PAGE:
Medical Stats Calculator for the Palm
Statistics lie at the heart of evidenced based medicine. Doctors need to understand stats in their work and in their assessment of published studies.
I am aware of these two Palm OS applications for stats calculation:

Journal Club v2.0
Journal Club calculates common statistics and defines common statistical terms.
Version 2 includes a Windows desktop, which lets you do the same calculations on your computer.
A Palm Os 5 version is planned for 7/03
(I haven't evaluated Journal Club since there isn't an OS5 version yet)

EBM Caculator
EBM Calculator is designed to calculate relevant statistics for Diagnostic studies, Prospective Studies, Case Control Studies, and Randomized Control Trials (RCT). This is a palm version of the Stats Calculator.

Both of these are freeware.
What would be really nice if there were some stats program for the Palm which could run off the data present in an existing Palm table eg Handbase or Docs2Go Spreadsheet. Otherwise what I normally do is collect data in Handbase, export to Excel and then run SPSS on the data.....

US to Test Bioterror Alerts on Doctors' PDAs
WASHINGTON (Reuters) - The U.S. government said Friday it will begin testing a system using handheld personal digital assistants, or PDAs, to deliver urgent messages to doctors, nurses and other health-care workers in the event of a biological attack.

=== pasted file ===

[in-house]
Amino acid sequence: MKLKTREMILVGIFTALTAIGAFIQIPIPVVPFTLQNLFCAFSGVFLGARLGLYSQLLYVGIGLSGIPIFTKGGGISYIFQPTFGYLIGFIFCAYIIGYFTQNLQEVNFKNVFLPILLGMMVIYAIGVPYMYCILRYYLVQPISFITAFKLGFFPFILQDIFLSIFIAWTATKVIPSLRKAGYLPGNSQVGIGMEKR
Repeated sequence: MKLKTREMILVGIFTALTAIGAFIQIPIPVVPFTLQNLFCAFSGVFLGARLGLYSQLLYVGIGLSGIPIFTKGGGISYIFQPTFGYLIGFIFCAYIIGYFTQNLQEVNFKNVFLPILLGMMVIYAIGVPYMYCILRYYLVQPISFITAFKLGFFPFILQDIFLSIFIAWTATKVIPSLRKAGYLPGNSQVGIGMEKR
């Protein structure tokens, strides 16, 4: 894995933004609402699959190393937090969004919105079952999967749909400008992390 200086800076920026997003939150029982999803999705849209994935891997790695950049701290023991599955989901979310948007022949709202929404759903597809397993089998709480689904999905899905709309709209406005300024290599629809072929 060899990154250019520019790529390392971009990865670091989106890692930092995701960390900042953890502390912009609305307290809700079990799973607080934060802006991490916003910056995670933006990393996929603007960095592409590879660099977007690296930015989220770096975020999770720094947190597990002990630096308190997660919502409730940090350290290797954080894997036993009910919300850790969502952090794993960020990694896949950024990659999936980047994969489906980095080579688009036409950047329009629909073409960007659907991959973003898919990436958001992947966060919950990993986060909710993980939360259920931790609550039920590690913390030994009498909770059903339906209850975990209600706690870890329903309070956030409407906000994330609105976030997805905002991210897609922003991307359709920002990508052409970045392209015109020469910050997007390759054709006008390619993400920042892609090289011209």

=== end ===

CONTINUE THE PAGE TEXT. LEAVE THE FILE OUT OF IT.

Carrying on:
The three-month test will evaluate how often health-care workers download the information to their handheld devices and whether they find the system useful, the Department of Health and Human Services said.
The project will be tested with health-care workers who use a system created by ePocrates, a privately held company based in San Mateo, California, that sends alerts to more than 700,000 health-care workers, including more than 250,000 doctors, an HHS statement said.
A test messages will contain a memo about particular biological agents and Web links to information about diagnosing and treating related conditions, the health agency said. Health-care workers will be able to save the information to their PDAs for future reference.

Source: Yahoo News

Hmm. All I can say is: cool!

Medical Hardware Add-Ons
This may be somewhat old news but I think its worth mentioning again. The Palm may turn out to be a useful portable medical monitoring tool. If you are a physician on the go, it would be quite handy to know precisely what rhythm that irregular pulse is. This is where ActiveEcg comes in.
ActiveECG is used to record and display ECG (electrocardiogram, EKG) strips for the purpose of analyzing heart rhythms and performing a quick assessment of a patient's cardiac health. The ECG strips can be transferred to a Windows compatible PC where a report can be displayed and printed or forwarded to a physician or other medical professional
Great idea.
I wish there were more hardware add-ons for the Palm. One I could do with is a portable pulse oxymeter - a clip on device which interfaces with the Palm. The Sa02 readings are recorded in the Palm and the database can later be retrieved in the PC. Graphical displays of trends would be useful too.

Friday, March 21, 2003

Your Palm and that glass of wine
Drinking and driving don't mix. That we know (or at least I hope you do).
There are formulae out there such as "Widmark's formula" which can estimate the blood alcohol content after a certain number of drinks.

Someone has come out with a program for the Palm, Alcootest, which can do so.